I think every aspect of who I am has been exacerbated by deep grief. The good things and the not so good.

I’m definitely an introvert. When I say this, it seems to surprise some people. Mainly the people I know just professionally. I worked in a corporate environment for more than 30 years before retiring in 2019. Among other things, I did customer training on business support systems. I made executive presentations. I led diverse teams that developed and supported services for corporate clients. I became used to getting up in front of large groups and networking at business events.

But, my preference is small group or one-on-one conversations. I like in-depth discussions, hearty debate, philosophical discourse. I like people who can parse a sentence. I’m a word nerd.

Yet, I’m not a phone talker. Or, not like I used to be. I like to text. Maybe because I like to write. And texting gives me the ability to think about what I want to say and to edit what I type before I hit that little blue arrow. Still, texting has its downfalls. You can’t hear voice inflections like you can on the phone. I am very attuned to inflection and nuance. Perhaps too much so. Because sometimes someone’s voice is strained or distracted because she is bending over to get a casserole out of the oven or texting her husband to pick up the dry cleaning. Not because she is bored or upset with me.

So what I really like is face to face conversation. A friend and I recently logged 20,000 steps on one walk because we were talking and didn’t want to stop. A good in-person conversation is one of life’s best joys.

All this rambling is leading up to some point, I promise.

While I love deep discussion with like-minded friends, and am always up for a friendly debate over opposing views, my need to be prepared has grown. I don’t like surprises.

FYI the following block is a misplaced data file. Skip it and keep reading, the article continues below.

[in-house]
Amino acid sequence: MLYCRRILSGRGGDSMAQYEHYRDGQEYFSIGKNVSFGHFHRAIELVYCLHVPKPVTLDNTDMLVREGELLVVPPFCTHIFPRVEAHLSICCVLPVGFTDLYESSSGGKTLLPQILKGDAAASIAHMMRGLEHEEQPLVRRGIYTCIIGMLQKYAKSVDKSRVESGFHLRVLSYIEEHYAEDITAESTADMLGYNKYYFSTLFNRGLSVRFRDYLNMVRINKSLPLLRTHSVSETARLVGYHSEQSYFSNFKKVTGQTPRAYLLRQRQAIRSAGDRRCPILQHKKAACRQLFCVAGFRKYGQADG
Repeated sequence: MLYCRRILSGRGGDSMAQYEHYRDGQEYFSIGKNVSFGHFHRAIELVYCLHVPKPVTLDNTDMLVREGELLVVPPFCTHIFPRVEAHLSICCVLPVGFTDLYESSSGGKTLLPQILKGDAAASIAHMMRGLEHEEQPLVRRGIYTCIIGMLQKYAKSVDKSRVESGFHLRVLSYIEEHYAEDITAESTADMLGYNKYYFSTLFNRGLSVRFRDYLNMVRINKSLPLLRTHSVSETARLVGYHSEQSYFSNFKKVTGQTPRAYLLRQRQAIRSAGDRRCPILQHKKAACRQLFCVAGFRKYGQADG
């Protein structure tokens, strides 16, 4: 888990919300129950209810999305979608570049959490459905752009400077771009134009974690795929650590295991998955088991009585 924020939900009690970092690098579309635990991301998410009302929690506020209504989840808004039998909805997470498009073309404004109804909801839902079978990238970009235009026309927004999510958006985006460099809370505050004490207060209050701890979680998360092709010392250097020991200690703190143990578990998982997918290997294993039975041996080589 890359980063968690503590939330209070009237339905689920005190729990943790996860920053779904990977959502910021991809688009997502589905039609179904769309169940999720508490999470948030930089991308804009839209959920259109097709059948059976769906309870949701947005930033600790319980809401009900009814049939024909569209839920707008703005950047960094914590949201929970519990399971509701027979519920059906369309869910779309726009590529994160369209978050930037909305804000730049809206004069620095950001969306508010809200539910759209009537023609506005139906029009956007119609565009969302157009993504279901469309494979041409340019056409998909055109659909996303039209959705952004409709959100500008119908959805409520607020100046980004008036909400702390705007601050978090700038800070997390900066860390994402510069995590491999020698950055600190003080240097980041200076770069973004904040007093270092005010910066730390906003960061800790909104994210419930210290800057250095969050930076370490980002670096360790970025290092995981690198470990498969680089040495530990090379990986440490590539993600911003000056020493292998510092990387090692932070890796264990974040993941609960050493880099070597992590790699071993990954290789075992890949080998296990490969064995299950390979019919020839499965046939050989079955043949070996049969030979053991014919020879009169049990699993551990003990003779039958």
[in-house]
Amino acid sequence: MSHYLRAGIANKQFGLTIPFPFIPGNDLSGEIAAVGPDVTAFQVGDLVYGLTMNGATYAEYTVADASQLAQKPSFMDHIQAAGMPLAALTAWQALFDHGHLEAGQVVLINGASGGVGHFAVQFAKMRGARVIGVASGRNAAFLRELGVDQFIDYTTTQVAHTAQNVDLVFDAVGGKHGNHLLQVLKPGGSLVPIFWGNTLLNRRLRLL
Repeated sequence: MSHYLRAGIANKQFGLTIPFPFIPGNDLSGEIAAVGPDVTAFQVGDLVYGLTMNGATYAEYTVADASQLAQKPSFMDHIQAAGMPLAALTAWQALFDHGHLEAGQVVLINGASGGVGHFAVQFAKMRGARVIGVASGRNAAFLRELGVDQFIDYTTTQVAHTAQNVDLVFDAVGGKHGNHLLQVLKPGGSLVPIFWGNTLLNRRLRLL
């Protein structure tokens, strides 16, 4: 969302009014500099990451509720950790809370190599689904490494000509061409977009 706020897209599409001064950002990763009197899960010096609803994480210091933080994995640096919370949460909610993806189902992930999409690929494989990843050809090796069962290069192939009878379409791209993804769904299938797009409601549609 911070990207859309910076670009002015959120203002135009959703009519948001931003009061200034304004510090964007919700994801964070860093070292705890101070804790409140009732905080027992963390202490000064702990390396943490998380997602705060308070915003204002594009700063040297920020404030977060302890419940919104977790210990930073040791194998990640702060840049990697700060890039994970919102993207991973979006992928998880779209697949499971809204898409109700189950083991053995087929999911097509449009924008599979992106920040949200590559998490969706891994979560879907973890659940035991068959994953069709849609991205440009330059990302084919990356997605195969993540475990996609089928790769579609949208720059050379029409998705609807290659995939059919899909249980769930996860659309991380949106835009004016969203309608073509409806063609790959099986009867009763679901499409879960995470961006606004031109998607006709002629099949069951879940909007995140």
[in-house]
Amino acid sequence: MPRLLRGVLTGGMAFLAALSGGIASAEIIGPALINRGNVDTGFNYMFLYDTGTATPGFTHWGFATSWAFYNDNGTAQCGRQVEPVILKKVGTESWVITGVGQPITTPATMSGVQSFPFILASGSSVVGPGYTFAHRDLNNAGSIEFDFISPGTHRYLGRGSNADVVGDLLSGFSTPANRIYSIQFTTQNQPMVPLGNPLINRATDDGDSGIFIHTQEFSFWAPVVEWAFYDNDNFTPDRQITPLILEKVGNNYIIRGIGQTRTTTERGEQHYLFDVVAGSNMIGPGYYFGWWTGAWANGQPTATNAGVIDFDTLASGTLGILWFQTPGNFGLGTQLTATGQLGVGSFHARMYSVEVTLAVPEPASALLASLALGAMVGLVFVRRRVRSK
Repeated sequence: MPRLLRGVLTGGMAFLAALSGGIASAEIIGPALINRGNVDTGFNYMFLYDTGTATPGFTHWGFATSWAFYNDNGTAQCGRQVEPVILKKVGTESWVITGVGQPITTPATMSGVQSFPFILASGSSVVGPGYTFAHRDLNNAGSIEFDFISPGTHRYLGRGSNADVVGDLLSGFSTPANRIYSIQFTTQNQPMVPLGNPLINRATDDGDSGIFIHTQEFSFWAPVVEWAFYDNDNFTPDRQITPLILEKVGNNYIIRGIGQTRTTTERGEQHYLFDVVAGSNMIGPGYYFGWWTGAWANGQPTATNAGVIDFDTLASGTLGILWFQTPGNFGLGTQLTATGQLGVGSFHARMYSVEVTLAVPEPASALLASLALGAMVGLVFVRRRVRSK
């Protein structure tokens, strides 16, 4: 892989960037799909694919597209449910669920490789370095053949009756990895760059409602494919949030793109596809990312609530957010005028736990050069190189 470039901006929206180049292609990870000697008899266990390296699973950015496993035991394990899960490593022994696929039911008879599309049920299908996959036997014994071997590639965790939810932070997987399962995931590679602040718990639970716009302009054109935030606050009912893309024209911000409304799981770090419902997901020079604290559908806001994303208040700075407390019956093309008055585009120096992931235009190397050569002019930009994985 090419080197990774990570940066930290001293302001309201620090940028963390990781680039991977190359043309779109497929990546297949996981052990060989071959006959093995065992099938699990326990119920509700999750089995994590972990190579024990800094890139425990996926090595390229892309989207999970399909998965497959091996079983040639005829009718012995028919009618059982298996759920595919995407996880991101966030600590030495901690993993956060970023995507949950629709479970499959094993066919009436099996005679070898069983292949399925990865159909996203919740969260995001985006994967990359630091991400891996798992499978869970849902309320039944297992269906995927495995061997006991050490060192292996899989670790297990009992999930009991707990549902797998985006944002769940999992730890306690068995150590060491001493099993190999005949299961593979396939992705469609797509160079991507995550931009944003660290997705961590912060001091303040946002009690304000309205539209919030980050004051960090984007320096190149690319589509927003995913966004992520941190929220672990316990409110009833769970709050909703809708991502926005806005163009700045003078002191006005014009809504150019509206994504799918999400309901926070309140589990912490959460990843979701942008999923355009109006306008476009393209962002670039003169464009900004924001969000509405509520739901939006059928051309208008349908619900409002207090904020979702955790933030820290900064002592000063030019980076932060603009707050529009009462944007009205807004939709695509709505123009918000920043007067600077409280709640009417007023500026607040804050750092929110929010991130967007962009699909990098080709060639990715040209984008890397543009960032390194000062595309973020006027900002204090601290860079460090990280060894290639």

An out-of-the-blue “hey, can you talk?” or an unexpected phone call immediately puts me into “what’s wrong?” mode. Usually I don’t answer the phone even when I know who it is (except for my husband or daughter). I wait for the follow-up voicemail or text before calling back. My heartbeat and brain need to calm down so I can prep for the conversation.

When you have been knocked off your perch. When you have had the rug snatched out from under you. When you have picked up the phone at the office on a bright April Tuesday to hear your daughter is dead . . .well . . . you lose control. Of your emotions. Of your strength. Of your sense of control.

Yes, I know the feeling that I am in control is a façade. I try SO hard to turn my palms upward and give – no, acknowledge – God’s control. And, still I pray frequently that He will forgive me when I try to take back what I have put in His hands.

I’m a mess. It’s true. I’m trying to get it under control.


2 responses to “Control”

  1. Laura, I can definitely see how your professional career has shaped you to be such a caring and intentional leader of our Compel group! 🙂 Thank you for blessing us with your expertise!

    This also makes total sense with all you have experienced why it’s hard to feel out of control. This is a facet I hadn’t considered before for my friends who have lost their children.

    Thank you for continuing to build empathy and compassion for your readers who want to be a blessing to those who experienced this heartbreaking grief.


    1. Kallie,

      I always appreciate your kind and supportive comments. I strive to let other grieving parents know that their feelings and emotions are normal. And to enlighten others who are close to grieving parents as to how and why they might have been changed by child loss.

      Thank you!


Leave a Reply

Fill in your details below or click an icon to log in: Logo

You are commenting using your account. Log Out /  Change )

Facebook photo

You are commenting using your Facebook account. Log Out /  Change )

Connecting to %s

%d bloggers like this: